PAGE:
> Only catch there is that looking for multiples with 0 is
> one of the fastest ways to catch many rootkit attempts.

Rootkits needs root access to be installed. We're trying to prevent that 
altogether, not make sure we can find them once they're installed.

> I normally modify the 'root' account to log the incomming
> IP for legal action and create another SU for real work.
> If there are multiple 0's in the UID then I have a real
> problem.

uid 1000 has three. Is that a real problem? ;)

>> Now, let's approach your question about sudo.  As you can imagine, it
>> too has the problems of su.  A privilege is meant to be granted to a
>> non-user account temporarily, -- however, anyone who could have
>> compromised the account, even if they do not know the password (e.g.,
>> for a compromise through a CGI script or an FTP/IRC/whatever client
>> vulnerability), can gain ahold of the sudo-elevated privilege
>> permanently (by intercepting one sudo session during which the
>> password would be entered).
>> The above property is inherent to sudo.  However, besides it, there's
>> also an implementation defect.  sudo uses a blacklist, as opposed to a
>> whitelist, for disallowing "bad" environment variables from being
>> passed on to the program specified in the sudoers file.  No blacklist
>> can be complete.  The result of this is that it is generally possible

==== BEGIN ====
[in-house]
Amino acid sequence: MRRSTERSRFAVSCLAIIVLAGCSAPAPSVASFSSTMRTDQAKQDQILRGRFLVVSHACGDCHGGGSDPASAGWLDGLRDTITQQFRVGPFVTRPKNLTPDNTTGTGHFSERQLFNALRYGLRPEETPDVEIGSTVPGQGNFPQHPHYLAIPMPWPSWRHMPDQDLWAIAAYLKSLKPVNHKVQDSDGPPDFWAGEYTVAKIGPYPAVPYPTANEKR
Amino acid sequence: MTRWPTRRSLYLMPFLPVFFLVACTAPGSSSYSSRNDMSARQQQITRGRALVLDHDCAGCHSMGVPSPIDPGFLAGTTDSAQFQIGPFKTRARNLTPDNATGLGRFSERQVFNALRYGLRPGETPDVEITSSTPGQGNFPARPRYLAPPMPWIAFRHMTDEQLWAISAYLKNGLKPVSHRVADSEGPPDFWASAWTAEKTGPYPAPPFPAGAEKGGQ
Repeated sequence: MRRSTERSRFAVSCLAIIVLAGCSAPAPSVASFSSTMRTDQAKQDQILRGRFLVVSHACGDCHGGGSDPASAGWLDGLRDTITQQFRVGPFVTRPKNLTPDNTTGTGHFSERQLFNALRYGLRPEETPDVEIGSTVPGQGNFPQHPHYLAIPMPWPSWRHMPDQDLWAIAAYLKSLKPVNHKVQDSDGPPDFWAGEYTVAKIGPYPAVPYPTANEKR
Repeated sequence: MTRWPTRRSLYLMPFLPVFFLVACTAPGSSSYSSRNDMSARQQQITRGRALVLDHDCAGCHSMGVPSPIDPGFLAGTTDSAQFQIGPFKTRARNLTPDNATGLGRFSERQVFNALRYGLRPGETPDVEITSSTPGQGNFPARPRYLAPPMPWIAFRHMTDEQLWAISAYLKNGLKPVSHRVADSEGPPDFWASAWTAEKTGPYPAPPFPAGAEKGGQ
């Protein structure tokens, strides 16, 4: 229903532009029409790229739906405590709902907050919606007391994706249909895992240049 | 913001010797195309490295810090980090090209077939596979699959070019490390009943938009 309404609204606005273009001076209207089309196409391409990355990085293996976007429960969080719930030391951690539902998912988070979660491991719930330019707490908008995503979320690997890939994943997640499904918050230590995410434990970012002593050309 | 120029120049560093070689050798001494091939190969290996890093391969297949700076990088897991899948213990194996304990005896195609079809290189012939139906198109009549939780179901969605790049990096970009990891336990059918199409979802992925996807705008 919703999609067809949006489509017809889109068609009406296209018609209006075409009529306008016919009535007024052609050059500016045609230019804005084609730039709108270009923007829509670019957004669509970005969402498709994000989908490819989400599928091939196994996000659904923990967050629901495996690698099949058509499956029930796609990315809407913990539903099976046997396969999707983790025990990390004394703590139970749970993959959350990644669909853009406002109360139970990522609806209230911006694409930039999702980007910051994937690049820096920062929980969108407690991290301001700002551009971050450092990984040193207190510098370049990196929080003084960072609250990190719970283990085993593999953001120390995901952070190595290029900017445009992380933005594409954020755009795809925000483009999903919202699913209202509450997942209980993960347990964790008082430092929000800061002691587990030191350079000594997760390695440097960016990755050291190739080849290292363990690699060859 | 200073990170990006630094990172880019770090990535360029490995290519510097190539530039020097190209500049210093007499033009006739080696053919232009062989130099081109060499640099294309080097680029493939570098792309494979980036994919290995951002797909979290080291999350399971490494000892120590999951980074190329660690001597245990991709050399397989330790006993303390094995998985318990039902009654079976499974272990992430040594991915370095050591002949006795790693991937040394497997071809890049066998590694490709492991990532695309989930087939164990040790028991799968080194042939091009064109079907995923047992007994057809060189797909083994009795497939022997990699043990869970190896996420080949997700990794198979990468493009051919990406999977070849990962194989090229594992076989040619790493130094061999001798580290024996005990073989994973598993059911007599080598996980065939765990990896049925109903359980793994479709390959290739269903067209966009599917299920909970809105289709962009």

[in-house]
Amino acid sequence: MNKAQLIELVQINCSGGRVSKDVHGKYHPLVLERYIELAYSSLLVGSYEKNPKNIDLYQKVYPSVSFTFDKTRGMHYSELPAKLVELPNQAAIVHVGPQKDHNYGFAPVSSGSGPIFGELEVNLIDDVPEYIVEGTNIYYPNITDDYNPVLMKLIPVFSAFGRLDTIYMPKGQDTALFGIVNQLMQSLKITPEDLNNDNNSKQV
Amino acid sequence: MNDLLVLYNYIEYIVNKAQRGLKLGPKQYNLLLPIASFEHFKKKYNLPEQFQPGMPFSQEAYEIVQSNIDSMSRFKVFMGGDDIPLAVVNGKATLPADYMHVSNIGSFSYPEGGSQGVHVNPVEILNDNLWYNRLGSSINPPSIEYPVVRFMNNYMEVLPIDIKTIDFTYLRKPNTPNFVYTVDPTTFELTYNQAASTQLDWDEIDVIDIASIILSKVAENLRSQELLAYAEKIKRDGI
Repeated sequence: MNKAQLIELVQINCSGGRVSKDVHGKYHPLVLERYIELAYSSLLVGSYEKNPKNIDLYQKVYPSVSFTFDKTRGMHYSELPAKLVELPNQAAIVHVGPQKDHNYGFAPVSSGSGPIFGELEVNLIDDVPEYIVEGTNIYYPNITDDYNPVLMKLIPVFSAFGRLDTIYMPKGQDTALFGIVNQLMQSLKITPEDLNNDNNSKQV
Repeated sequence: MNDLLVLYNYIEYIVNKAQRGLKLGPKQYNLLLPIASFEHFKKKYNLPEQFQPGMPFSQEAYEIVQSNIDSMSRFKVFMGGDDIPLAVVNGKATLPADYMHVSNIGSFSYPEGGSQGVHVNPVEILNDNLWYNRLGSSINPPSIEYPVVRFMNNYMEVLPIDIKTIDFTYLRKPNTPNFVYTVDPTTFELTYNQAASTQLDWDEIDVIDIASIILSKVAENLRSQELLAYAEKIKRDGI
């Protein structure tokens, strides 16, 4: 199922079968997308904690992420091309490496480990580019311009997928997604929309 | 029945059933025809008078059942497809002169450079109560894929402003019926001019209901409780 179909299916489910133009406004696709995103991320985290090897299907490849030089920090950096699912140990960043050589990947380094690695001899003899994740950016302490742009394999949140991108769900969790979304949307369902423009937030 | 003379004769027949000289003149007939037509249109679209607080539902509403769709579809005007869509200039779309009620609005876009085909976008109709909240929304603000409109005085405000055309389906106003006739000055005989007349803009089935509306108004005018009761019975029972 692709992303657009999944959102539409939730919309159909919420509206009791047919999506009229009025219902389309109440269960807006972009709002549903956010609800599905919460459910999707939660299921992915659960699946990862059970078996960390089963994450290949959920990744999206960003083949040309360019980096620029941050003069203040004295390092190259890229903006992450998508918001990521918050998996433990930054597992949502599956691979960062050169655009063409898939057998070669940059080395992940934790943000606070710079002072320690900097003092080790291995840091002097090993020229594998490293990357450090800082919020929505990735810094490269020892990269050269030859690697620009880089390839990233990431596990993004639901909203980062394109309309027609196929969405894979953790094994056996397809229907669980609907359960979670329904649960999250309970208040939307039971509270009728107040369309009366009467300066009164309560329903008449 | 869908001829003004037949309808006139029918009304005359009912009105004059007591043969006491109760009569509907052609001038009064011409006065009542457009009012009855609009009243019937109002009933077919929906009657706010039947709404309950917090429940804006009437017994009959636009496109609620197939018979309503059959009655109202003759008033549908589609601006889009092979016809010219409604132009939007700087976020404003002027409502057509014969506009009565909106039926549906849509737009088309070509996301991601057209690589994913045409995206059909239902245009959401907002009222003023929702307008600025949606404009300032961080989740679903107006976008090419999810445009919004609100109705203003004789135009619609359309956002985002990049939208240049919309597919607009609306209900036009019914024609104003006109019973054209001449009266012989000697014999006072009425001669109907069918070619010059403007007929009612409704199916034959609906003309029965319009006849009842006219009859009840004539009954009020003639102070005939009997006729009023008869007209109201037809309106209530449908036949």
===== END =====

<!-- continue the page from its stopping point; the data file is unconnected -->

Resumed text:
>> for a user listed in sudoers to get full shell access as the target
>> user (usually root) even if the specified command was meant to allow
>> for a certain action only.  On Owl, this problem is largely remedied
>> by the glibc -owl-sanitize-env.diff patch which strips glibc's own
>> risky environment variables on SUID exec (e.g., of sudo itself) such
>> that they would not be present on subsequent non-SUID execs (e.g., of
>> the command specified in sudoers).  But this is not something I like
>> to rely upon, and it only works for glibc.  The program invoked from
>> sudo may use other libraries and it may support its own environment
>> variables.
> OK. So there is no perfect security short of a trusted
> advisor with a loaded, cocked 44 watching whomever is
> on the console...

Actually, not even that would be perfectly secure, but it would make it 
harder for anyone sitting there to go berzerk without being noticed. 
Again, we're not interested in noticing things when they've happened, 
but rather to prevent them.

>> "sudo -i" almost achieves the desired effect (environment fully reset,
>> then populated with known-safe entries), except that there's no way to
>> force this behavior from a configuration file.
> Hack sudo to jam-load -i behavior.

Feel free. I'm sure it's not a terribly difficult or burdensome task, 
but it's not on the Owl todo.

>> Of course, we may fix this implementation defect with a patch.  But
>> you've asked "why no sudo", -- and the above is the current answer.

Andreas Ericsson         
OP5 AB                   
Lead Developer